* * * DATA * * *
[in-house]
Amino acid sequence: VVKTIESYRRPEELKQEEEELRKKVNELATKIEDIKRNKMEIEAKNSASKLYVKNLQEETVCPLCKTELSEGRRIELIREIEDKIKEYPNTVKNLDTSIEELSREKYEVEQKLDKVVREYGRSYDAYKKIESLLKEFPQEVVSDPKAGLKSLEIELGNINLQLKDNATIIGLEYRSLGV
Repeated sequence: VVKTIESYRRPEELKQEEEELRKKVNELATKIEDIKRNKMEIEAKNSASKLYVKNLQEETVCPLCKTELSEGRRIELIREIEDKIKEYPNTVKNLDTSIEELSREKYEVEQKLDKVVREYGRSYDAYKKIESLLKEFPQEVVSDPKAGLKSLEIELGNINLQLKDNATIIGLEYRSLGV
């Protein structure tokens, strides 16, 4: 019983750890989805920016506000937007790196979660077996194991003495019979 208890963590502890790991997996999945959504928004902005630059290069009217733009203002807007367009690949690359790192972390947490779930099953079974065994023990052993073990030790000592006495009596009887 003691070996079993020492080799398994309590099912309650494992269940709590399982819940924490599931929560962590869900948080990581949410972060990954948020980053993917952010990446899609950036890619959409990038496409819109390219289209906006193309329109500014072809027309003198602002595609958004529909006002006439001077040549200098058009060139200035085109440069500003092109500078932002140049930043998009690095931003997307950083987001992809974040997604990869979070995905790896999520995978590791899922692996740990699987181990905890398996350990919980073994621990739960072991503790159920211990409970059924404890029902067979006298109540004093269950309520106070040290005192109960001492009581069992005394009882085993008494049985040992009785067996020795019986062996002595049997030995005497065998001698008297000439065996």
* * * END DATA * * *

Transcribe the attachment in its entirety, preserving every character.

[in-house]
Amino acid sequence: VVKTIESYRRPEELKQEEEELRKKVNELATKIEDIKRNKMEIEAKNSASKLYVKNLQEETVCPLCKTELSEGRRIELIREIEDKIKEYPNTVKNLDTSIEELSREKYEVEQKLDKVVREYGRSYDAYKKIESLLKEFPQEVVSDPKAGLKSLEIELGNINLQLKDNATIIGLEYRSLGV
Repeated sequence: VVKTIESYRRPEELKQEEEELRKKVNELATKIEDIKRNKMEIEAKNSASKLYVKNLQEETVCPLCKTELSEGRRIELIREIEDKIKEYPNTVKNLDTSIEELSREKYEVEQKLDKVVREYGRSYDAYKKIESLLKEFPQEVVSDPKAGLKSLEIELGNINLQLKDNATIIGLEYRSLGV
């Protein structure tokens, strides 16, 4: 019983750890989805920016506000937007790196979660077996194991003495019979 208890963590502890790991997996999945959504928004902005630059290069009217733009203002807007367009690949690359790192972390947490779930099953079974065994023990052993073990030790000592006495009596009887 003691070996079993020492080799398994309590099912309650494992269940709590399982819940924490599931929560962590869900948080990581949410972060990954948020980053993917952010990446899609950036890619959409990038496409819109390219289209906006193309329109500014072809027309003198602002595609958004529909006002006439001077040549200098058009060139200035085109440069500003092109500078932002140049930043998009690095931003997307950083987001992809974040997604990869979070995905790896999520995978590791899922692996740990699987181990905890398996350990919980073994621990739960072991503790159920211990409970059924404890029902067979006298109540004093269950309520106070040290005192109960001492009581069992005394009882085993008494049985040992009785067996020795019986062996002595049997030995005497065998001698008297000439065996």